With Nikki Haley in Second Place in NH I Feel Obligated to Remind Voters That She is a Constitutional Threat – JP
Much has been said about the rise of Nikki Haley to second place in New Hampshire, mainly as a vehicle for bashing a struggling Gov. Ron DeSantis, who has the second place spot almost everywhere but the Granite State.
Polls that were taken before Haley announced that she wanted her government to out every public speaker on social media.
“…every person on social media should be verified by their name. First of all, that’s a national security threat. When you do that, people have to stand by what they say and it gets rid of the Russian bots the Iranian bots and the Chinese bots, and then you’re going to get some civility when people know their name is next to what they say.”
And again, no. It is unconstitutional, and Nimarata Nikki Randhawa should know better (that’s her birth name and public information). I bring it up for two reasons. First, it should be the end of her campaign, but we’ve yet to see any evidence. And two, Ace wrote some words about “Wine Aunt Nikki Haley,” and I needed an excuse to share them.
This is a terrible policy idea offered only to achieve a trivial, stupid goal — “we want people to be nice on the internet!” — but of course Wine O’Clock Wendys can only offer this kind of deranged perspective-free obsessive nattering.
We’re grappling with serious, existential issues and you want the government to make sure your fucking Twitter feed is “nice”??!?!
Incivility is not a national security threat, while most of what passes for the American Republic (bastardized by generations of negligence and abuse) is. Hence, the ability of insiders to speak anonymously to the problem we see in government is essential and protected. The State cannot make social media require speakers to use their real names or associations, and Nimarata Nikki Randhawa would be going up against two bulwarks if she tried. (.: She Didn’t Mean to But Nikki Haley Just Ended Her Campaign for President.)
First, without regard to ideological labels, SCOTUS frequently defends free speech cases unanimously. It is a problematic Amendment to crack. Second, we have the Bruen decision. America rose in the smoke and haze of uncivil discourse—a charge led by the anonymous pamphleteers. Using pseudonyms in public political discourse is a well-established American tradition. Haley can say she wants it, but she can never do it, so you’d be right to ask – after being repulsed by the mere thought of it – what else has she said for effect that has no chance of happening, and she knows it.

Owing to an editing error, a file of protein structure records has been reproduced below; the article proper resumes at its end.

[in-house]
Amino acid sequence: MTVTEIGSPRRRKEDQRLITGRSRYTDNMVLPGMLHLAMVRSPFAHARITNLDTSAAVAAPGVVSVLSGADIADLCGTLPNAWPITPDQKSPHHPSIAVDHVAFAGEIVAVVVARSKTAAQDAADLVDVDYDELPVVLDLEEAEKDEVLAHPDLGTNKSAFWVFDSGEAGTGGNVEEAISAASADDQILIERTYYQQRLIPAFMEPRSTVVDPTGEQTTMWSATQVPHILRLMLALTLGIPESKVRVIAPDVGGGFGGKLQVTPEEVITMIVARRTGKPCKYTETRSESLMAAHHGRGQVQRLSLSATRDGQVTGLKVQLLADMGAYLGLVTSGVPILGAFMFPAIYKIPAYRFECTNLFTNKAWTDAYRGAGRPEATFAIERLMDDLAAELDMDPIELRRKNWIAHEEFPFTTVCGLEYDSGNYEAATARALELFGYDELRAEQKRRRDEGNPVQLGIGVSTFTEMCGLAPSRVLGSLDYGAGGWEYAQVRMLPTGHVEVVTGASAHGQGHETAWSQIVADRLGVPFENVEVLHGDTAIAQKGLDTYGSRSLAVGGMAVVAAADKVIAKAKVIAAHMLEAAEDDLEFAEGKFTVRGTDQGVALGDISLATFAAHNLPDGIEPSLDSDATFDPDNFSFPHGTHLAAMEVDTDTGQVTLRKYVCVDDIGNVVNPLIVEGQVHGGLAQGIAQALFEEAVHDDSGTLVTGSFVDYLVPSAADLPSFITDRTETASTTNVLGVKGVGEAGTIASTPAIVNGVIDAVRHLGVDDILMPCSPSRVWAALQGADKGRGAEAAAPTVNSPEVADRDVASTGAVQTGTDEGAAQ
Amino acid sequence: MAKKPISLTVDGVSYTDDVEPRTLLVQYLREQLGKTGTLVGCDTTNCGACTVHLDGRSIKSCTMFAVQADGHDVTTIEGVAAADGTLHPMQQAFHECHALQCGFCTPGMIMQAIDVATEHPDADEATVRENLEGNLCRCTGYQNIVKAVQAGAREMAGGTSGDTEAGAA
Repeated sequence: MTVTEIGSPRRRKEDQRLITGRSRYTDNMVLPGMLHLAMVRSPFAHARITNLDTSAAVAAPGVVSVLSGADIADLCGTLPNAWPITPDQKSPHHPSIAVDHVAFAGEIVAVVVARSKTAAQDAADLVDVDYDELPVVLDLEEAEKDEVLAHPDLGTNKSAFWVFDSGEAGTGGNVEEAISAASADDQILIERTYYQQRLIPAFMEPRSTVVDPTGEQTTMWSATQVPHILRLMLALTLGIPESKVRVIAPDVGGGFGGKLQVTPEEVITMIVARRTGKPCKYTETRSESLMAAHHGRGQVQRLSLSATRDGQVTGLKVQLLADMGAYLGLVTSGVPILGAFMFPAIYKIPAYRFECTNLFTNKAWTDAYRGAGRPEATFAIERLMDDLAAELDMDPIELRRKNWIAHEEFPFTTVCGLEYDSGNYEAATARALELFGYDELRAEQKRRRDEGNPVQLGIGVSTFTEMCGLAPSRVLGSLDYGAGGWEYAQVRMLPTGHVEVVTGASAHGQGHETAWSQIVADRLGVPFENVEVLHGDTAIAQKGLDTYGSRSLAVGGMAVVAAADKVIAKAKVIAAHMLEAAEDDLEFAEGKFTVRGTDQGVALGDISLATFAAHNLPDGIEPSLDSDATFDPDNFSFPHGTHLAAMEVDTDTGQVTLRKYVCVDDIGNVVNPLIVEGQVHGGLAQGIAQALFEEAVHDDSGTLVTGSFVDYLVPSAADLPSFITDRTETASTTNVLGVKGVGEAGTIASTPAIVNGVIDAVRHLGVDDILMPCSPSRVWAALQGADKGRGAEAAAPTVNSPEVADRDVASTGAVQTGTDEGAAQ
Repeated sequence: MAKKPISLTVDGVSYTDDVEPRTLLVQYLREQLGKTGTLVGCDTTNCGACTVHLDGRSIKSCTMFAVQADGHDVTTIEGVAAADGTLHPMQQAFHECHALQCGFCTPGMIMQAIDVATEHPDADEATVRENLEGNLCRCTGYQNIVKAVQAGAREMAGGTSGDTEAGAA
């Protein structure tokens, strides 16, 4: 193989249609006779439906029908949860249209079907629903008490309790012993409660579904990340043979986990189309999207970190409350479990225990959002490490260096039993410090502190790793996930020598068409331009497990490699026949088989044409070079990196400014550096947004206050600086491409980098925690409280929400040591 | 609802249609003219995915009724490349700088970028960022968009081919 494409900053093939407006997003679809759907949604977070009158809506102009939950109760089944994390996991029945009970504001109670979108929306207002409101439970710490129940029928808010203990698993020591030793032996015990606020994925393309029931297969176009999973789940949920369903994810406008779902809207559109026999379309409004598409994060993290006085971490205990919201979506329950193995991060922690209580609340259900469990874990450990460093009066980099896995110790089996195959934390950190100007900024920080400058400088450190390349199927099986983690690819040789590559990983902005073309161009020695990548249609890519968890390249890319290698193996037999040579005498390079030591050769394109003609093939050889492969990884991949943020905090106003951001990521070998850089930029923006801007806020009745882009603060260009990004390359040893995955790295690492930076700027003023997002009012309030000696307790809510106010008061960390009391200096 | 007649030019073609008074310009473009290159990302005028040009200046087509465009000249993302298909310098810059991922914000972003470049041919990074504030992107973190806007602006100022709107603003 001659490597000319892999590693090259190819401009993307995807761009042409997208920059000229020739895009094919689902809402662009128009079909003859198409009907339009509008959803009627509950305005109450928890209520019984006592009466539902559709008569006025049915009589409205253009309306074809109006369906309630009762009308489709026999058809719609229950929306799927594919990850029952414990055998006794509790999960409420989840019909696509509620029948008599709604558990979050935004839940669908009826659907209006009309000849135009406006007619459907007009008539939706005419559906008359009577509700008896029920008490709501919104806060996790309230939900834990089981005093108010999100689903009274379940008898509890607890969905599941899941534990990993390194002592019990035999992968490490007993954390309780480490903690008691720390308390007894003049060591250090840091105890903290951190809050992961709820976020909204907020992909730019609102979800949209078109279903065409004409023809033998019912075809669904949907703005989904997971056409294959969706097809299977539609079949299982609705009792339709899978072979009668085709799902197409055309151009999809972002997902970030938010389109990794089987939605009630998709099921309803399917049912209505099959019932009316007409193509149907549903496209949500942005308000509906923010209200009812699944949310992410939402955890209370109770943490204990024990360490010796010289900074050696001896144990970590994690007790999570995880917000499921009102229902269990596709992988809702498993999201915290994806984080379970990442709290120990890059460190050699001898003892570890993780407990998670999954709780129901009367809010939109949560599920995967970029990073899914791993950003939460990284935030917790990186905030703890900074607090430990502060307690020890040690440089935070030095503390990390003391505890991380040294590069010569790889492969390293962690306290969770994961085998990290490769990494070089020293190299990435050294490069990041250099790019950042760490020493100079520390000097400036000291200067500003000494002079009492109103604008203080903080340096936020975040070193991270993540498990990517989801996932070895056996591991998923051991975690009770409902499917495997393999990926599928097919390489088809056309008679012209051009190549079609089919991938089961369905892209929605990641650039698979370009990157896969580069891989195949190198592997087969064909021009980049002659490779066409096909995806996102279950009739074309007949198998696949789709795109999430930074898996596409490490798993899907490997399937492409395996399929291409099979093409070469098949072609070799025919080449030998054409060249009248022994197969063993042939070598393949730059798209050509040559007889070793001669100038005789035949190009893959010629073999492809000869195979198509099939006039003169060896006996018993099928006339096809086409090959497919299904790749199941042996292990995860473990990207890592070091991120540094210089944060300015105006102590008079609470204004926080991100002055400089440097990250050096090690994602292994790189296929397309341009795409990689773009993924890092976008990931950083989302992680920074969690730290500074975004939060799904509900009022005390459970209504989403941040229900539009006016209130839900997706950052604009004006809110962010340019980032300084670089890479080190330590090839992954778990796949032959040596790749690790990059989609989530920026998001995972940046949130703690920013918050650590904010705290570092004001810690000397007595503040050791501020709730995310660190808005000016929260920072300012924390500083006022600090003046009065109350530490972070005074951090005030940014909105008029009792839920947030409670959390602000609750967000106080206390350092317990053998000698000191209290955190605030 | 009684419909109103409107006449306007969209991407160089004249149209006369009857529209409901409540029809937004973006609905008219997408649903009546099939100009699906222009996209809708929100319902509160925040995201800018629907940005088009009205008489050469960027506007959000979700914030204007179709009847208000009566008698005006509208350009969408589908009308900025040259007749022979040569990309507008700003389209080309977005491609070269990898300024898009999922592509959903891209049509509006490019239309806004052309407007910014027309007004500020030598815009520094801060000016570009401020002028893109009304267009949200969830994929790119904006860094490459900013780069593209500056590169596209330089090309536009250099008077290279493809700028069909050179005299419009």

Additionally, because the government cannot force “social media” companies to require speakers to publish under their legal name, the platform owners would be left to decide – perhaps with some prompting from the CIA, FBI, IRS, or OSHA, to do it anyway. Their lawyers would never let it happen, and not just because – as noted – it is not something the State can force. It would be bad for business. Anyone who needed or wanted to speak freely but had to do so anonymously would do that “talking” somewhere else. The loss of subscribers could snowball into a loss of interest, revenue, and investors, and that Big Tech, Left-Coast lifestyle to which platform execs had become accustomed.
And maybe you can’t sell that to Google, so now what?
Well, you could begin by not voting for politicians who announce how they intend to use government force to violate the rights of free citizens. It is a long list that didn’t start with Nikki Haley but of which she is now included, and it should disqualify her for many offices but most certainly that of the President of the United States.